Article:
Standee Bamboo Sit Stand Workstation Review
The Standee's low asking price may persuade those deterred by more expensive options to stand more at work. But without a height adjustment mechanism, Standee users risk different ergonomic maladies that can make their standing breaks uncomfortable and short.
20” x 31” x 10”
Renewable bamboo is lightweight and easy on the eyes. Assembly and disassembly is a piece of cake, which is a good thing considering you'll probably take it apart fairly often. Cheaper than adjustable height sit stand workstations like the Kangaroo.
Lacks any real adjustability which, when coupled with no monitor arm or keyboard tray, puts users in an ergonomically problematic work position.
We at WorkWhileWalking believe the ultimate in active workstations these days means adding a treadmill under your height adjustable desk. But, understandably, some aren't quite ready for the leap it takes to start walking. If that's you, and you're looking to stave off the symptoms of sitting disease by infusing some movement into your workday, one option is to start standing. You can either 1) purchase a height adjustable standing desk, or 2) plunk a sit-stand workstation on top of your existing desk whenever you'd like to work in a standing position. The bamboo Standee desk would fall under option two.
The Standee raises your desktop to standing level by resting on the surface of your existing sitting desk. With a starting price of $179, it costs significantly less than some of its more complex competitors like the Kangaroo or the Ergotron WorkFit-T (which offer height adjustability). And with its sturdy wood construction, it's also more rigid than some of the shakier risers like the Workfit-A. The trade-off is that Standee lacks the ergonomics and capabilities of these more sophisticated devices, and requires users to compromise on the position of their wrists and neck, which, as many desk bound office workers can attest, may have lasting harmful effects on the body.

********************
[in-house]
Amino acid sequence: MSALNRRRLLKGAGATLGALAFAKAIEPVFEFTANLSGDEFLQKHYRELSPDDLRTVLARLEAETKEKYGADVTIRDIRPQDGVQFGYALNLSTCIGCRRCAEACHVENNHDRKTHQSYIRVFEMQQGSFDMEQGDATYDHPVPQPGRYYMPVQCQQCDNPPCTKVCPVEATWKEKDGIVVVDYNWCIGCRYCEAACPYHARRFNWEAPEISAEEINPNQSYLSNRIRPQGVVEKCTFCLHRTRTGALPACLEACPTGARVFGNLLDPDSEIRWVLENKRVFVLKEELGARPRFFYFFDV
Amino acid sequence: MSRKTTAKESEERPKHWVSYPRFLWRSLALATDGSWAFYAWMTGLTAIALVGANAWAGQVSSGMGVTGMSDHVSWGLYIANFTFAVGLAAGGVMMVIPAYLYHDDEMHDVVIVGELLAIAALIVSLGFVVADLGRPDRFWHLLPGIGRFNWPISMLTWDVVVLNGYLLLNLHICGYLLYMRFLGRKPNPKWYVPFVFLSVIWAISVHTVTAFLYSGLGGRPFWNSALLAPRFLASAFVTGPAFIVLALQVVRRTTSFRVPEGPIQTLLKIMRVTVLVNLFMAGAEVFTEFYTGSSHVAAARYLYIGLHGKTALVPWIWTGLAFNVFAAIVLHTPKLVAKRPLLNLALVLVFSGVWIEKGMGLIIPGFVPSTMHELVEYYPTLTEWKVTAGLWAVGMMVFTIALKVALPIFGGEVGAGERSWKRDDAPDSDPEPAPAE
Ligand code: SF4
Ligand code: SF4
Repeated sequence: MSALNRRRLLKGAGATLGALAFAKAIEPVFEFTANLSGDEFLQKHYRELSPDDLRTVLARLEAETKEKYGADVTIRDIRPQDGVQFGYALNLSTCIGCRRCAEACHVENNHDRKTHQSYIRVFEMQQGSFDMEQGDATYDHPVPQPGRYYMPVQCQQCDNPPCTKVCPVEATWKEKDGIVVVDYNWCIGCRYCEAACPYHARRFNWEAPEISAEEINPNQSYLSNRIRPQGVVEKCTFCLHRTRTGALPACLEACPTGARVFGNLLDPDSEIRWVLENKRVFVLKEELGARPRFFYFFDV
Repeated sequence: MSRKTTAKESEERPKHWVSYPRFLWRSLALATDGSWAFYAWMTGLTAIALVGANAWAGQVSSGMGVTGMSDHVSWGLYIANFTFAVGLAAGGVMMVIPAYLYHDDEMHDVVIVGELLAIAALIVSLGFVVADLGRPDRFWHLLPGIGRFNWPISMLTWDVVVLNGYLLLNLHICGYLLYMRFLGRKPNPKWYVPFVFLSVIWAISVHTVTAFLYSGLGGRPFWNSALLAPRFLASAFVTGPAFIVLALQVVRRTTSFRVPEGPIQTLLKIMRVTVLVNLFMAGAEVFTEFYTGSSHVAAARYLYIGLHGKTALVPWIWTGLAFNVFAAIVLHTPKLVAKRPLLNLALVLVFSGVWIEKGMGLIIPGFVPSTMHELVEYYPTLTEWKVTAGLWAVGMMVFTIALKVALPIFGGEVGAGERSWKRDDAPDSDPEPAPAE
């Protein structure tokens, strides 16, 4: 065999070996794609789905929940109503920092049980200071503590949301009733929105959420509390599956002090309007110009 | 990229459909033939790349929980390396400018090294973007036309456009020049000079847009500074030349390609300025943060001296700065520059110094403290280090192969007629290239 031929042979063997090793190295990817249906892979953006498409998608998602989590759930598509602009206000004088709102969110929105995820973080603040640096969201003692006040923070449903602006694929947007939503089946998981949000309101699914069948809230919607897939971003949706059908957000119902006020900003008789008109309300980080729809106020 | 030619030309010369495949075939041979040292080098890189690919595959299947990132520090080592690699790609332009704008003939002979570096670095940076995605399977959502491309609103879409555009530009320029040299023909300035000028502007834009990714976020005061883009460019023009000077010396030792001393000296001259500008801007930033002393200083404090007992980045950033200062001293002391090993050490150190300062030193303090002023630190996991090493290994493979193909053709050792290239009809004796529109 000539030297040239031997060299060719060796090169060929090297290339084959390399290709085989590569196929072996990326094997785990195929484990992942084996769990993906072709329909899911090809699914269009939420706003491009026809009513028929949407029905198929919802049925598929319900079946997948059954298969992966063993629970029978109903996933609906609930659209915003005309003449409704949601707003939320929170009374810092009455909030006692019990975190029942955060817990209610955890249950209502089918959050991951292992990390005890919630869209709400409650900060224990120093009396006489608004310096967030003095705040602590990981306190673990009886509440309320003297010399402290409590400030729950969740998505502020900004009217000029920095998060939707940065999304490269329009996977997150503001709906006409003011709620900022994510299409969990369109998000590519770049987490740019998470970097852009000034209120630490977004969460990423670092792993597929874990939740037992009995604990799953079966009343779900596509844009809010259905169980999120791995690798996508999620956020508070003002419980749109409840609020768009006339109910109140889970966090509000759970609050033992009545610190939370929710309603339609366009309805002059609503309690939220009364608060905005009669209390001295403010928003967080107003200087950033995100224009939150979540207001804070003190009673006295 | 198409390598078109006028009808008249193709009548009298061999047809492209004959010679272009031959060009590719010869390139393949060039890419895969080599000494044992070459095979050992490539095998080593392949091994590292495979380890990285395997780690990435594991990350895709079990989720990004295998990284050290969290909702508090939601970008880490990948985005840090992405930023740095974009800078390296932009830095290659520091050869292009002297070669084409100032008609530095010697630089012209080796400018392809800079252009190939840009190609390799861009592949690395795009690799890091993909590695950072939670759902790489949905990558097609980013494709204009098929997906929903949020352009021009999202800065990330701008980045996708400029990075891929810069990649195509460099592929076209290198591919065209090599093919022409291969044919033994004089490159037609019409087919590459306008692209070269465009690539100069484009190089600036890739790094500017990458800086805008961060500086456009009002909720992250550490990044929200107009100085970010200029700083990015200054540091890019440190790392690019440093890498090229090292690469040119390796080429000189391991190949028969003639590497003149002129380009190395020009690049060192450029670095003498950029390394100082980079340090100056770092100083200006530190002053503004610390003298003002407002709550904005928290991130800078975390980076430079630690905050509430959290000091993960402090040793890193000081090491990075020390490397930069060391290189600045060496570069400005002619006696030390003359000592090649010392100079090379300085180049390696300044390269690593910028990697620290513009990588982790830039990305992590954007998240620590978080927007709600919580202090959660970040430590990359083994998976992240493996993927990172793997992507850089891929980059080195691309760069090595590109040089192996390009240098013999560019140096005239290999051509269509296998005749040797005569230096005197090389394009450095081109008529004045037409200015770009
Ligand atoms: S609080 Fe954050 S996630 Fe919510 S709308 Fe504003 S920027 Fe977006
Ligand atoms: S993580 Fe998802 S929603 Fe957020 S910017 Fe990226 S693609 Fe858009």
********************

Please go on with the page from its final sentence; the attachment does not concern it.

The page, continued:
A Sit Stand Workstation... or a Box?
We give the Standee a hard time not because of its make (it's constructed of durable and attractive bamboo wood), but because of its functional limitations. It looks like a box, and acts like a box, and so if you're committed to calling a spade a spade, you have to declare...well, we'll let you decide what it really is. The point being that the Standee is up against competition (albeit at a bit of a higher price range) that offers cutting edge, ergonomically sound features like monitor arms and height adjustable work surfaces - there's none of this functionality in the bare bones Standee.
It consists of a wooden table top that secures atop three hinged panels. You can put it together in under a minute, and it's lightweight so that you can easily remove it from your desk for when you want to sit down again. The Standee comes in four heights: 10", 12", 14", or 16". No matter which model you settle on, the idea is the same: You place your laptop on the Standee when you want to stand. When it's time to sit, you remove it—and either slide the Standee out of the way or just disassemble it. It's not an elegant height adjustment by any means, but you get what you pay for. Its only saving grace is that it's lightweight enough to move around and remove from your desk—something you can't exactly say for the bulky Varidesk, for instance. Light frame notwithstanding, the Standee has all the adjustability of a plastic crate, which costs in the ballpark of about $10. The question you should ask yourself, therefore, is whether you're willing to spend up to an additional $170 for Standee's portability (it folds up flat so you can take it with you), or its bamboo construction.
Ergonomically Boxed In
This lack of height adjustment poses some serious ergonomic challenges. Without some sort of workaround, you'll be typing and looking at your laptop. The space between the keyboard and the display screen on a laptop forces users to crane their necks, breaking one of our cardinal rules about office ergonomics. The relatively small platform doesn't allow for most ergonomic monitor arms or keyboard trays, and users can expect a great deal of neck and wrist pain over time, so we wouldn't recommend relying on it for your full standing day. A sit stand workstation like the Kangaroo may be pricier than the Standee, but it'll save you more than a few trips to the chiropractor. There are more functional sit stand workstations available that offer more in adjustability, ergonomics, and even just work surface space. Check out our sit stand workstation comparison review to find out more about these models.
Standee puts a one year warranty on their product.
See our comprehensive Comparison Review of Standing Desk Converters